Colombian families face hardship as coca market collapses; Some blame cartels and fentanyl
By Luke Taylor
Noralba Galvis usually returns home to her village in the Colombian jungle with fresh supplies of rice, meat, salt and other foods stuffed into bags. But today, as the 40-year-old steps onboard a boat for the two-hour journey home along the Putumayo River, she carries just a single cardboard box.
“My mother gave me these chicks,” she says. “Chickens are great in times of emergency like these, when there is nothing else left to eat.”
Like most farmers in Putumayo, a vast southern department where the Andes meets the Amazon and where Colombia borders Ecuador and Peru, Galvis depends on selling coca to make a living.
Despite decades of efforts from successive Colombian governments to stamp out the green shrub used to make cocaine, it has thrived across the country’s most remote corners since the 1990s.
If families in the region do not grow coca, there is a good chance they are employed in fields to strip coca leaves, or in rudimentary labs chemically transforming the plant into white powder. Many have abandoned growing food entirely to focus on the small green shrub, depending on coca buyers for their income.
But no buyer has come to Galvis’s village for three months now, pushing her family – and nearly half a million other households – deeper into poverty.
“For most of us, coca is the only income we have,” says Galvis, who is the community representative for her remote village of 50 families. “Now no one is buying and many of us mothers are having to go hungry.”
After three years of rising prices, over the past 12 months the coca market in Colombia has inexplicably collapsed, fuelling speculation from government officials and organised crime analysts as to why cartels have stopped buying.
While experts debate whether the collapse of the market was triggered by over-production, the US fentanyl boom, Mexicans cartels muscling in on Colombia’s drug trade or a simple market glut, many rural families have been left wondering if they will be able to afford their next bag of rice. They note that similar coca market collapses have occurred in Peru and Bolivia.
The price drop has been so severe and sudden that it has prompted concern from the Colombian government and international organisations such as the World Food Programme that it could cause widespread hunger.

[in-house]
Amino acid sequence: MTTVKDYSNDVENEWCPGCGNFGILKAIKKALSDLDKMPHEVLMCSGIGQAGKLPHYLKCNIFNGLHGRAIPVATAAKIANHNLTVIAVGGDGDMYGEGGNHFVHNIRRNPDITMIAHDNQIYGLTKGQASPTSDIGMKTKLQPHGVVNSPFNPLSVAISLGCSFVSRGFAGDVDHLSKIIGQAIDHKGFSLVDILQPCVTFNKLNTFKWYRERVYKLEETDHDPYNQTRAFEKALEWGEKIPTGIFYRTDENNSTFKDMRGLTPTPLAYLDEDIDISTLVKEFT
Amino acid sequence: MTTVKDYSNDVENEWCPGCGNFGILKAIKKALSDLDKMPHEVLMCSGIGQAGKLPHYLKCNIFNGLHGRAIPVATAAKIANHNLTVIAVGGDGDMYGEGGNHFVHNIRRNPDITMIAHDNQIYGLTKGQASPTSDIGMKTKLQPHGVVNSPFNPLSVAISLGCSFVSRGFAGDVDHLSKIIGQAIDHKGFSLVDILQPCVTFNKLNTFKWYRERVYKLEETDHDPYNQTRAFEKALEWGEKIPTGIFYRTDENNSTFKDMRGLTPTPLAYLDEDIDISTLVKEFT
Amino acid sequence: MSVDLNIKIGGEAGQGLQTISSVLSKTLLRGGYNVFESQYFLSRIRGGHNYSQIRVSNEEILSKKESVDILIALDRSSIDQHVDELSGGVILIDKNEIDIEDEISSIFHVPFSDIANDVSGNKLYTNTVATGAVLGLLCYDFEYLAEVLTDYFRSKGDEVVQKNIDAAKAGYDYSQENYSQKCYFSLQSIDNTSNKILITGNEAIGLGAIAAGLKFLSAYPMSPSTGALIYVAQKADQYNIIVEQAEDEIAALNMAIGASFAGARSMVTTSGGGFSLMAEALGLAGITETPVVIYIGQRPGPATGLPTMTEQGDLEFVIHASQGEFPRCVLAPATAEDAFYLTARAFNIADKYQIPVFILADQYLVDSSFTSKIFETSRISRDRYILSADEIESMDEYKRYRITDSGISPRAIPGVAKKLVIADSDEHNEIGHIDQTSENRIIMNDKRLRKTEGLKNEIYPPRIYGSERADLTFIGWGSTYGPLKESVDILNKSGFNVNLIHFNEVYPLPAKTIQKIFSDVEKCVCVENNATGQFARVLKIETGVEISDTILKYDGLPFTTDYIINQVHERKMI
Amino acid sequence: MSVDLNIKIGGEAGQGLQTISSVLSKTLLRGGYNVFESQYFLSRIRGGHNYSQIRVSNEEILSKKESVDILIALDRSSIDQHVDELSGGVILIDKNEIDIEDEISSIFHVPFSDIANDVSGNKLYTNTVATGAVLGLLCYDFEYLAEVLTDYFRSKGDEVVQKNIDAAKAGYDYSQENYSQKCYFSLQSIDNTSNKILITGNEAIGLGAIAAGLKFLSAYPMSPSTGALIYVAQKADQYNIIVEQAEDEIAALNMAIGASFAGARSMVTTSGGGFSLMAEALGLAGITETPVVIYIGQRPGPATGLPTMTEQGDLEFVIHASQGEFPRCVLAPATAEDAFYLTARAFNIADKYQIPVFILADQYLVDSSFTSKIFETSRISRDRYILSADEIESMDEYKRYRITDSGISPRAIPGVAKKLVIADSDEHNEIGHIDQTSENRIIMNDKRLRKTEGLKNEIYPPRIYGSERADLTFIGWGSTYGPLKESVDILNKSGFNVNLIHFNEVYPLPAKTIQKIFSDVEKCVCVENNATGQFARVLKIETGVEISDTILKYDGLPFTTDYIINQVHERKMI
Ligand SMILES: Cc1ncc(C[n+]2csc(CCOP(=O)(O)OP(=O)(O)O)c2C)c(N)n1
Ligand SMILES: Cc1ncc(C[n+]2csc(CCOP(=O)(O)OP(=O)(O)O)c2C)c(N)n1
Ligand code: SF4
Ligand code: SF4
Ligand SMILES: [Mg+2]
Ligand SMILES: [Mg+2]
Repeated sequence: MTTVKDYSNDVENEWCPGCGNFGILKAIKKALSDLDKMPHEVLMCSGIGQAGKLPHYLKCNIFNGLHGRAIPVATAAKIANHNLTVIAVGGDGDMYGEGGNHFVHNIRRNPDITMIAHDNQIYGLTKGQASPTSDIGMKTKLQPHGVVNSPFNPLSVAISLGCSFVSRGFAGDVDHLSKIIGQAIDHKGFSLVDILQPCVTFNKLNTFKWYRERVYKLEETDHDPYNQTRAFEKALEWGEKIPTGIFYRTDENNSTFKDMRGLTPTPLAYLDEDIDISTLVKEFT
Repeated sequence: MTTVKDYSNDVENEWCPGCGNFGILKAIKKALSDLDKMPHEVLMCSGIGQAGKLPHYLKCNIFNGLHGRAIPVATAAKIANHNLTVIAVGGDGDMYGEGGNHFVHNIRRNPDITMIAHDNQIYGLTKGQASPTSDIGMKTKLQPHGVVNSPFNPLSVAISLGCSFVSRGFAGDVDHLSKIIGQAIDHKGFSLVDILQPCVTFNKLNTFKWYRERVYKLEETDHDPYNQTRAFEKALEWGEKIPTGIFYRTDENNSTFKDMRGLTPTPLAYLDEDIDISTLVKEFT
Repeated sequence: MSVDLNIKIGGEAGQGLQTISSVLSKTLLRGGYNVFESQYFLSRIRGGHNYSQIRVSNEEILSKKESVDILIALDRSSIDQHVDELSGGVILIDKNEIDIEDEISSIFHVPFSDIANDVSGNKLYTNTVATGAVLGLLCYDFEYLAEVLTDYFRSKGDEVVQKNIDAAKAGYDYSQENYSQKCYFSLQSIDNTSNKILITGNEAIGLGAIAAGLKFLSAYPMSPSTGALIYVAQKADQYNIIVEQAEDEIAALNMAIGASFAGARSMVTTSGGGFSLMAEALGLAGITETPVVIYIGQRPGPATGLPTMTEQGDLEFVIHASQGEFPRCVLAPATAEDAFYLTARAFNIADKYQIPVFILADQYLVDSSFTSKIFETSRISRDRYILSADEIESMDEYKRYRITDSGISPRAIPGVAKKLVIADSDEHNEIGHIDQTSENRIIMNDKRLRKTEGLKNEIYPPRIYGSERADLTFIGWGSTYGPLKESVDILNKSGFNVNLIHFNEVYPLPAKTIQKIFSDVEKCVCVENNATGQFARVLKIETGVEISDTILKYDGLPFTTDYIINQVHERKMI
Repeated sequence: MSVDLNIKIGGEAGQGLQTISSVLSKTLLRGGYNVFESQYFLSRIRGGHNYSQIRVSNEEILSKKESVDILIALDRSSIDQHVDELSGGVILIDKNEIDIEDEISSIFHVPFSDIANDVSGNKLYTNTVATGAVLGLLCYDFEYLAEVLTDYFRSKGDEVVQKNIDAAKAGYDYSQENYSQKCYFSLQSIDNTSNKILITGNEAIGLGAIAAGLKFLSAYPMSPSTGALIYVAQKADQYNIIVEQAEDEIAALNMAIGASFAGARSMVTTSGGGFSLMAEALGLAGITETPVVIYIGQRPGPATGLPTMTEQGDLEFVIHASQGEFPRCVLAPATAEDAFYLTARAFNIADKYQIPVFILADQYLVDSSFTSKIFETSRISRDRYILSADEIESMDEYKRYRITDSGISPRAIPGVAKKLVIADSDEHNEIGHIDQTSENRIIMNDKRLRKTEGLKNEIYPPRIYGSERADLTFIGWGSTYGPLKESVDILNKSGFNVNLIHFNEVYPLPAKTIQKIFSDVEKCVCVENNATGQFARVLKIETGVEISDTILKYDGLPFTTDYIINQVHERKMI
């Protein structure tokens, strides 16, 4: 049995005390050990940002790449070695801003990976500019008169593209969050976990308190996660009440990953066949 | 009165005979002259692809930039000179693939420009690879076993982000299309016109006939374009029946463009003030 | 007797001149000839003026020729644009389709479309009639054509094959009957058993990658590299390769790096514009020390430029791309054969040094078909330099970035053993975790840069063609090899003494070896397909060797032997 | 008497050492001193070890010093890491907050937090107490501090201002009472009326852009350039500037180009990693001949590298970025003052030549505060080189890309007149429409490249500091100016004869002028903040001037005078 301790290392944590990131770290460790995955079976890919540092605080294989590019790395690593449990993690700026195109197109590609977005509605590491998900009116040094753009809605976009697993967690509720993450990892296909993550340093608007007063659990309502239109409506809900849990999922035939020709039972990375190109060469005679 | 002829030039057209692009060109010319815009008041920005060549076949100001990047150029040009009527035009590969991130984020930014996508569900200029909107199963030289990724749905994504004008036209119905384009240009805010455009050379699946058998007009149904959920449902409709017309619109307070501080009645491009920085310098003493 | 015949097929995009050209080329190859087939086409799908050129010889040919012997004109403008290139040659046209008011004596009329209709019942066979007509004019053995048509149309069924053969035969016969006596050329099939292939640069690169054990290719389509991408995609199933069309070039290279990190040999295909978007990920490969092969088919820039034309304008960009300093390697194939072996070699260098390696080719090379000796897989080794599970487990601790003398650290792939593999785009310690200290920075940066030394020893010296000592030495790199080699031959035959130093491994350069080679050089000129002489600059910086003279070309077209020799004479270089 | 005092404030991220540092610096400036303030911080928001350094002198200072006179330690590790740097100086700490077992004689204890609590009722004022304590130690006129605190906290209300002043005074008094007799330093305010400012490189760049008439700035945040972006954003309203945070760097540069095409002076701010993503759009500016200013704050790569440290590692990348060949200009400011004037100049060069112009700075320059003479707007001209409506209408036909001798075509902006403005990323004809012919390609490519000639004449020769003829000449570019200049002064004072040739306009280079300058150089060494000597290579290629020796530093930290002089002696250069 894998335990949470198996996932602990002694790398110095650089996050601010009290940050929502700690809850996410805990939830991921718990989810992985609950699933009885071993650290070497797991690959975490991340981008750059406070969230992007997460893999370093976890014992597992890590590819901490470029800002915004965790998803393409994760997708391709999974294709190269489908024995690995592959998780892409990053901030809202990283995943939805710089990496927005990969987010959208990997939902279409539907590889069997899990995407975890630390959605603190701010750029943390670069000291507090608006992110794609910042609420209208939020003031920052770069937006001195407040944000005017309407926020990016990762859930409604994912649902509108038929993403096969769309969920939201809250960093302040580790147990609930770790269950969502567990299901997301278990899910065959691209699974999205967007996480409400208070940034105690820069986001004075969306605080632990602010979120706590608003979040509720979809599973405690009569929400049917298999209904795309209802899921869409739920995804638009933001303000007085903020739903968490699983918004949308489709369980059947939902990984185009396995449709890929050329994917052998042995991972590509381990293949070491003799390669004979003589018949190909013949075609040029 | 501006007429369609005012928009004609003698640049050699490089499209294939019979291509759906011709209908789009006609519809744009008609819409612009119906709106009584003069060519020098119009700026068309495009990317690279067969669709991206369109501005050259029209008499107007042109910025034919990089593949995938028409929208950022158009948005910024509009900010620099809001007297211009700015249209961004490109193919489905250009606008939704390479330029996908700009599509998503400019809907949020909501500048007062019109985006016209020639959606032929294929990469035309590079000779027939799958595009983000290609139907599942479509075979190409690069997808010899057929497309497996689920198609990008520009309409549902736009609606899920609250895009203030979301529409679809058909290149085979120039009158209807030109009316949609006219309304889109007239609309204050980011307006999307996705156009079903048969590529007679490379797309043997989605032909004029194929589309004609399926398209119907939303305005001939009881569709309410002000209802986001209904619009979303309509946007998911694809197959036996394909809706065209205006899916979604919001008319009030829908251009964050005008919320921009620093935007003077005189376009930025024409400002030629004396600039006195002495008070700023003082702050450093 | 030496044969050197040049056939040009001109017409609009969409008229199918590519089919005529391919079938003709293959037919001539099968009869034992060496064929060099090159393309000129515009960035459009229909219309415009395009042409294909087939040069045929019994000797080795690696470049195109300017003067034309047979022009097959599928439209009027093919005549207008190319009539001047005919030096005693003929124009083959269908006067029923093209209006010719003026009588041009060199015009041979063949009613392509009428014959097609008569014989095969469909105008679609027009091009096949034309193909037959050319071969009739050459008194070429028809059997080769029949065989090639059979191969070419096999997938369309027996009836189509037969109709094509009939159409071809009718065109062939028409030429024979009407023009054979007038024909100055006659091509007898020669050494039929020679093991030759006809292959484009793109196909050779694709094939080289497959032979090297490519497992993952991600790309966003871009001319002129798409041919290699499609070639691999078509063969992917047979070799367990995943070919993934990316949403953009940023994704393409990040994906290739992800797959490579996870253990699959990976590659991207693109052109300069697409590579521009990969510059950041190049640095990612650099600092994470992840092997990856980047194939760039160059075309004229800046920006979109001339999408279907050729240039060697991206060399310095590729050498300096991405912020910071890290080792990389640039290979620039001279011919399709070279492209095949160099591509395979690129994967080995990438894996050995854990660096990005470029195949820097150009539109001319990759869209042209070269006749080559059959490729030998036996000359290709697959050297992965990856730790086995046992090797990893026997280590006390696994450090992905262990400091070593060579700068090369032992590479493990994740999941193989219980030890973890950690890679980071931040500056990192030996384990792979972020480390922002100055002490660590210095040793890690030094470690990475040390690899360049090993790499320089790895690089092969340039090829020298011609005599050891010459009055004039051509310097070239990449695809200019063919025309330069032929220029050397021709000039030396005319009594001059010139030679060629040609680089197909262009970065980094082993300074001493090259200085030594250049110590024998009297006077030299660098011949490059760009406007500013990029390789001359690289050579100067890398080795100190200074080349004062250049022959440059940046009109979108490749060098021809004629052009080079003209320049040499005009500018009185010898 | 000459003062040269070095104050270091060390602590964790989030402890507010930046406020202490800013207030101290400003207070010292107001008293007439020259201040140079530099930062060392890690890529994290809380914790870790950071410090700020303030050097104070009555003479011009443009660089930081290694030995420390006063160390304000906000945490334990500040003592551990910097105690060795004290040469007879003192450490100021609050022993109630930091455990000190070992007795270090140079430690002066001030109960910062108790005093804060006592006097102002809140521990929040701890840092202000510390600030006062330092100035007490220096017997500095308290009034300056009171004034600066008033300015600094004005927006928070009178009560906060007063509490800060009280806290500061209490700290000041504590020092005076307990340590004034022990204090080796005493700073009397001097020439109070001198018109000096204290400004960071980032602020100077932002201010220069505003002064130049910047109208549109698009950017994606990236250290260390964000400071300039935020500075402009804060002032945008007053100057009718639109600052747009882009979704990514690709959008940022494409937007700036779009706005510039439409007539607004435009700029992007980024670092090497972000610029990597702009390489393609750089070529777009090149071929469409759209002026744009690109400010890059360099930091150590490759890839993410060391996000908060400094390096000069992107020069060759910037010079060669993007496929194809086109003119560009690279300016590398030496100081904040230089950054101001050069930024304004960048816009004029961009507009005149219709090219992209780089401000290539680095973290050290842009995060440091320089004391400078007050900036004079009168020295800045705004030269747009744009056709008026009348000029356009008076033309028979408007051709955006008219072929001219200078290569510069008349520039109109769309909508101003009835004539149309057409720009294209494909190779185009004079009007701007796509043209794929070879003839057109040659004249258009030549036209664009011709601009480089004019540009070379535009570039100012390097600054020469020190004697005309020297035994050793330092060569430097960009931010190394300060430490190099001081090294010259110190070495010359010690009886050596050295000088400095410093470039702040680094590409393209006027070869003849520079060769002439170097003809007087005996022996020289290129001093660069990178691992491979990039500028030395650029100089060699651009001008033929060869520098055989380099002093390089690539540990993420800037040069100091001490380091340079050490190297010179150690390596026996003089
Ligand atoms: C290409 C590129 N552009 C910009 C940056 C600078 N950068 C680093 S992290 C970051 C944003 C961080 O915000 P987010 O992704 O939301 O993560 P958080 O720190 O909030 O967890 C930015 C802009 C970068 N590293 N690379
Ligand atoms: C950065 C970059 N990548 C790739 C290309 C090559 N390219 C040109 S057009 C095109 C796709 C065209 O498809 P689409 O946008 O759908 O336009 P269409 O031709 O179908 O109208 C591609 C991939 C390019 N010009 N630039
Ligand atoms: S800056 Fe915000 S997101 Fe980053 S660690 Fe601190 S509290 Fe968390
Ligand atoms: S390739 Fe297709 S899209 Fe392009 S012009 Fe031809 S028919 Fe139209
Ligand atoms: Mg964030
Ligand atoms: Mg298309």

“Coca is a lifeline for many families. For several decades it is what people have looked to in times of crisis, such as when other crops fail. So the question is, what can they look to now?” said Elizabeth Dickinson, senior analyst for Colombia at the International Crisis Group.
About 400,000 households depend on the coca crop to get by, but in departments such as Cauca in central Colombia the price for coca base – the first step in the production of cocaine – has almost halved from £0.60 ($0.75) a gram to about £0.35.
As coca’s market value has plunged, the cost of the pesticides, gasoline and chemicals used to make cocaine base has spiked. So too have food prices.
In communities like Galvis’s, the coca buyer who came every week started coming monthly and then disappeared entirely, leaving families wondering anxiously when he will return.
“Things are never easy here. Coca is the uncomfortable way that we can get by, but now even that is becoming impossible,” the mother of three says, spooning a serving of chicken and rice on to a metal plate for her four-year-old son. Coca production in the Putumayo region leapt 77% last year, helping drive national cocaine production up 24%, to 1,738 metric tonnes– a more than 20-year high, according to the UN.
Billions of dollars are made from the illicit cocaine trade, which in Colombia has perpetuated six decades of conflict between armed guerrillas, paramilitary death squads and the military.